The 3 Series excels with sharp handling and build quality but the classy A4 is a tough competitor – both enjoy the lowest rentals in the sector. The Lexus has good residuals but the diesel is lacking.

    Despite higher discounts, weaker residuals mean that the competent S60 and ageing X-Type struggle to compete.

  • Average leasing rates

    A strong RV and very low SMR bills contribute to the BMW offering the lowest monthly lease. Close behind is the Audi, but the rest are well back – the Mercedes-Benz is the cheapest of the remaining four.

  • CO2 emissions

    The Jaguar’s CO2 emissions of 149g/km put it in the 19% benefit-in-kind tax band.

    The Audi and BMW are in the 20% band, with the Mercedes one higher. The Lexus is in the 23% band and the Volvo, 24%.

  • Fuel economy

    With claimed combined economy of 49.6mpg the 320d is just ahead of the X-Type on 49.1.

    The rest are mostly competitive although the Volvo struggles to 42.8mpg thanks to its larger 2.4-litre engine.

  • Residual values

    Limited supply and strong appeal in the used market thanks to high customer satisfaction levels put the Lexus out in front at 44%.

    The new C-Class runs it close while the Audi and BMW are not far behind.

  • Average discount

    Plenty of support from Volvo on the S60, compared with virtually nothing on offer with the new C-Class.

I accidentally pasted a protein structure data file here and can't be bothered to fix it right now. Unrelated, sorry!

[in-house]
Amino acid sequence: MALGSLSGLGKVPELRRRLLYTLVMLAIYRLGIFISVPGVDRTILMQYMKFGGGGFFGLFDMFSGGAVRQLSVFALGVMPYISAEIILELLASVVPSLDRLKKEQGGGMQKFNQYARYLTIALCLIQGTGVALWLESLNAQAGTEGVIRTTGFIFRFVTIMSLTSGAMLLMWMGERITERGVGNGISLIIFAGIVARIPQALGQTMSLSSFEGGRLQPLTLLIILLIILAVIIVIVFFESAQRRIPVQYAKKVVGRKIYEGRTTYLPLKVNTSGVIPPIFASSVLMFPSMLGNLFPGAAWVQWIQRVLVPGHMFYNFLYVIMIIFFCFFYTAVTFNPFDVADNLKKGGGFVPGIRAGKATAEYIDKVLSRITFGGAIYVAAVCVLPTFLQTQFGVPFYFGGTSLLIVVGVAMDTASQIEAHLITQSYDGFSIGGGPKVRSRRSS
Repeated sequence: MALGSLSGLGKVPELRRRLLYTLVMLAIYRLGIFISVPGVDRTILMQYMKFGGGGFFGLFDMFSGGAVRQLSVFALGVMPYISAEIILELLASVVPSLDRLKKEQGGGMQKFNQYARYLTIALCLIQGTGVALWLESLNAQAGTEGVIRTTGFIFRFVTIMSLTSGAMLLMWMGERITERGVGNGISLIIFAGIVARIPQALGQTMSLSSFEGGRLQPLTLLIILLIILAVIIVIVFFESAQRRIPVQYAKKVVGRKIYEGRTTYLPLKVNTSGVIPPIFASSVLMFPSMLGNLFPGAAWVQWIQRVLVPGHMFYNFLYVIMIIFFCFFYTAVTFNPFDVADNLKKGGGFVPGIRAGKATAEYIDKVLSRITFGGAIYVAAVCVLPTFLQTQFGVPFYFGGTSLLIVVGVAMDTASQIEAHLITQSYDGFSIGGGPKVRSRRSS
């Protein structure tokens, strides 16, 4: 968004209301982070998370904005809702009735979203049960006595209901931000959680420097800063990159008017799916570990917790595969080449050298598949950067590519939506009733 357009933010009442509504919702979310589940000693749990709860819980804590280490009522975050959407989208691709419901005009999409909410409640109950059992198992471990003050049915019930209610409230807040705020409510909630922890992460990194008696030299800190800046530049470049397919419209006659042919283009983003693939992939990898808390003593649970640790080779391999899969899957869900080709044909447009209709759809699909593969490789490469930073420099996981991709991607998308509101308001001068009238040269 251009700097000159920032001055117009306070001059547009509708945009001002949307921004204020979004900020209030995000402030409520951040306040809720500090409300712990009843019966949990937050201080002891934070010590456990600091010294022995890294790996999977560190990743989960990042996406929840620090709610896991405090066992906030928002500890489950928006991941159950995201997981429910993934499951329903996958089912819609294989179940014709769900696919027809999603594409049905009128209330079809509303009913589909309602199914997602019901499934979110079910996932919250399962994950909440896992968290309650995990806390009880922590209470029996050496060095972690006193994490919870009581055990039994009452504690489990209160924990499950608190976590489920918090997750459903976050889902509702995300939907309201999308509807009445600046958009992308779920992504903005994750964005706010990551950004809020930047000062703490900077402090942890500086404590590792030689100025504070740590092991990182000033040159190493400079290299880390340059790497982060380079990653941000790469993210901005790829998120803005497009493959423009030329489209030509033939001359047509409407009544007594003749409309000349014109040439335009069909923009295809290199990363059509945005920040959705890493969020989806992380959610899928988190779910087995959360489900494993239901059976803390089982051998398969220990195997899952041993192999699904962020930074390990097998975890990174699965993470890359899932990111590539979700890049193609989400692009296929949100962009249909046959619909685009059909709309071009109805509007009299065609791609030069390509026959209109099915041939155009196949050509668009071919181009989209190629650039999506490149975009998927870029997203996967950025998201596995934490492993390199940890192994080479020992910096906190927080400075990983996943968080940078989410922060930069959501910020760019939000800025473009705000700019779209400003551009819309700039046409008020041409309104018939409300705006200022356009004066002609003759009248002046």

Lexus is almost as frugal with its discount, while Audi and BMW are matched on 7% off.

  • Average maintenance

    BMW’s Service Inclusive offers all servicing (excl.tyres) over five years/60,000 miles for £635 and that helps.

    The Audi, Mercedes and Volvo are similarly priced, while the Jaguar and Lexus are the dearest.

    The verdict

    1. BMW 320d SE

    P11D price: £25,095
    2007 BIK bill (40%): £2,007
    2007 VED bill £140

    DCFM: £393
    Hitachi Capital: £416
    Lex: £438
    Lloyds TSB autolease £424


    The 320d sets the standard. Strong RV, decent support and low SMR costs combine with a dynamic drive and iconic badge. Cheapest rentals.

    2. Mercedes-Benz C220 CDI SE

    P11D price: £24,892
    2007 BIK bill (40%): £2,090
    2007 VED bill: £140

    DCFM: £461
    Hitachi Capital: £480
    Lex: £448
    Lloyds TSB autolease: £463


    Narrowly beaten by the 320d, the new C-Class is far more attractive than the old model. Good RV, although little support pushes up the rental.

    3. Audi A4 2.0 TDI 170 SE

    P11D price: £23,485
    2007 BIK bill (40%): £1,878
    2007 VED bill: £140


    DCFM: £413
    Hitachi Capital: £439
    Lex: £433
    Lloyds TSB autolease: £406


    Decent support, strong RV and a competitive front-end price make the A4 a solid choice. Has the second lowest rentals of the group.

    4. Lexus IS220d SE

    P11D price: £25,567
    2007 BIK bill (40%): £2,352
    2007 VED bill £165


    DCFM: £465
    Hitachi Capital: £484
    Lex: £467
    Lloyds TSB autolease £457


    Well equipped but a high price and low support give the Lexus third most expensive rental.

    Residual value is sector-leading though.

    5. Volvo S60 2.4D SE

    P11D price: £24,697
    2007 BIK bill (40%): £2,370
    2007 VED bill: £165

    DCFM: £434
    Hitachi Capital: £503
    Lex: £478
    Lloyds TSB autolease: £466


    Plenty of discount available but this is off-set by a low RV to give the ageing S60 the second highest rental cost here. Fuel economy is not great either.

    6. Jaguar X-Type 2.0D SE

    P11D price: £25,352
    2007 BIK bill (40%): £1,926
    2007 VED bill: £115

    DCFM: £459
    Hitachi Capital: £513
    Lex: £487
    Lloyds TSB autolease: £491

    VERDICT: Outclassed here with a poor RV and high SMR bill. Highest level of support can’t avoid the Jaguar having most expensive lease cost.